Name: Laura Sibinescu
Study field: Political Science
Graduation year: 2012
Employer and position: PhD student, Department of Political and Economic Studies, University of Helsinki
How did you end up in Finland?
A few months before receiving my Bachelor’s degree I started looking into Master’s programmes on European studies. I wasn’t really satisfied with the options until one of my professors suggested I check what the University of Helsinki has to offer. This is how I found the Master’s Degree Programme in European Studies (MES), which was by far the best fit for my interests. There was quite a short time between discovering the programme and coming to Finland, so you could say that my decision to move here was pretty spontaneous. But I’m glad I followed through on it.
So you applied and got accepted to the Master’s Degree Programme in European Studies. What motivated you in your studies?
Definitely the fact that I had a lot of freedom to choose my courses. For instance, I was able to ‘build’ both elective study blocks required to complete a Master’s degree according to my interests – one on the topic I wrote about in my Master’s thesis, and one that turned out to be a really good introduction to the history, culture and society of the Nordic countries. For an international student with frankly little prior knowledge of these things this was very helpful.
There is a lot of flexibility here compared to my former university, and I have to admit that at first it was pretty confusing. But being able to take charge of my studies, and the fact that I found plenty of courses covering my area of interest was a huge source of motivation.
Sounds good! What about an employability aspect? How did your studies support your career planning?
I did a research internship supported by my Master’s programme, and it was this experience that really convinced me to continue with postgraduate studies. I had for some time considered the option of an academic career, but never really got the chance until that point to see it from outside the ‘typical student’ point of view. During my internship I got involved both in research and administrative activities and I realized that I really enjoy it, that it’s something I really want to do.
Nice to hear that you have found your passion. Sometimes it might be difficult to do so and requires soul-searching. How did University of Helsinki provide you with support, advice and guidance?
Everyone, from the Student Services to professors and fellow students, has been very patient about answering dozens of questions over the course of my Master’s studies. There is a feeling that if you ask for help with something you are struggling with people will really try to do something about it.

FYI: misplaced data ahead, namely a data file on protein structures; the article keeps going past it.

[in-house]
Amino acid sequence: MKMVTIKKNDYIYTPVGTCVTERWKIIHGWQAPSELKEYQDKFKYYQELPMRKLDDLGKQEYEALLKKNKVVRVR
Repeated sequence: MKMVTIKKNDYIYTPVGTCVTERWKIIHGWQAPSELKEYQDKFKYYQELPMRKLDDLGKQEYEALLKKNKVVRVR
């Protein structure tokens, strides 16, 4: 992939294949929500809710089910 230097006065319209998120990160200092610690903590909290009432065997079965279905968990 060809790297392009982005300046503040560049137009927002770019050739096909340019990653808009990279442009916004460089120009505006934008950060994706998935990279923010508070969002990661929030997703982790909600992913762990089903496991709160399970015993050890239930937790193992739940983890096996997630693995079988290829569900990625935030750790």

What concrete benefits have you gained from your international background?
I had never studied abroad before coming to Finland, so one of the first things I told myself when I arrived was: expect the unexpected. So far the unexpected turned out to be mostly positive. One of the best things about being part of an international academic community is that you never know who you are going to start a conversation with on any given day – where they’re from, what they’re studying, what kind of experiences they’ve had here.
The first few weeks can be difficult though. Settling in, going through a lot of paperwork, learning your way around. The university does offer a lot of support. There are orientation sessions and a guidebook for international students covering everything from general information about Finland to practical topics, like resident permits and travel cards. But still, dealing with everything first-hand can be a little overwhelming.
For sure! It’s always exciting to move to the new place. What kind of plans do you have for the future in Finland?
I plan to complete my PhD here and ideally continue doing research and get involved in teaching.
Laura thanks for interview. Do you still have some good advice for the readers?
Don’t become isolated. Get to know and keep in touch with people, especially fellow students. There are plenty of opportunities to learn something new this way and this is just as important as the things you learn from your courses.